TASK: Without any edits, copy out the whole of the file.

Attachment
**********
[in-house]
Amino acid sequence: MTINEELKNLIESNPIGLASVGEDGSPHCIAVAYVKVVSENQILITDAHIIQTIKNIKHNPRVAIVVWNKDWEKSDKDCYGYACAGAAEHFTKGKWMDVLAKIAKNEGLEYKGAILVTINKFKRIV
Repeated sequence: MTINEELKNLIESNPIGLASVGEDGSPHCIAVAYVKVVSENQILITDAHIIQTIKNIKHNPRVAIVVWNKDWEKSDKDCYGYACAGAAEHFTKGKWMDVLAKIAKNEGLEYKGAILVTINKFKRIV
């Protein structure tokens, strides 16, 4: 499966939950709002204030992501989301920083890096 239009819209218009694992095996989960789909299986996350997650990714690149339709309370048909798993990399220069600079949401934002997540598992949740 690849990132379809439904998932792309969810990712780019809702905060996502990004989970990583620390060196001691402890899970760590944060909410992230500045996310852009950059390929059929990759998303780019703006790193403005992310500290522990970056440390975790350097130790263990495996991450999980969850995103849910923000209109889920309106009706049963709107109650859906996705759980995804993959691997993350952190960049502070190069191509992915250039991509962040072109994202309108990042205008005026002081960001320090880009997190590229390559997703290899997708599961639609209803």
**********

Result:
[in-house]
Amino acid sequence: MTINEELKNLIESNPIGLASVGEDGSPHCIAVAYVKVVSENQILITDAHIIQTIKNIKHNPRVAIVVWNKDWEKSDKDCYGYACAGAAEHFTKGKWMDVLAKIAKNEGLEYKGAILVTINKFKRIV
Repeated sequence: MTINEELKNLIESNPIGLASVGEDGSPHCIAVAYVKVVSENQILITDAHIIQTIKNIKHNPRVAIVVWNKDWEKSDKDCYGYACAGAAEHFTKGKWMDVLAKIAKNEGLEYKGAILVTINKFKRIV
């Protein structure tokens, strides 16, 4: 499966939950709002204030992501989301920083890096 239009819209218009694992095996989960789909299986996350997650990714690149339709309370048909798993990399220069600079949401934002997540598992949740 690849990132379809439904998932792309969810990712780019809702905060996502990004989970990583620390060196001691402890899970760590944060909410992230500045996310852009950059390929059929990759998303780019703006790193403005992310500290522990970056440390975790350097130790263990495996991450999980969850995103849910923000209109889920309106009706049963709107109650859906996705759980995804993959691997993350952190960049502070190069191509992915250039991509962040072109994202309108990042205008005026002081960001320090880009997190590229390559997703290899997708599961639609209803």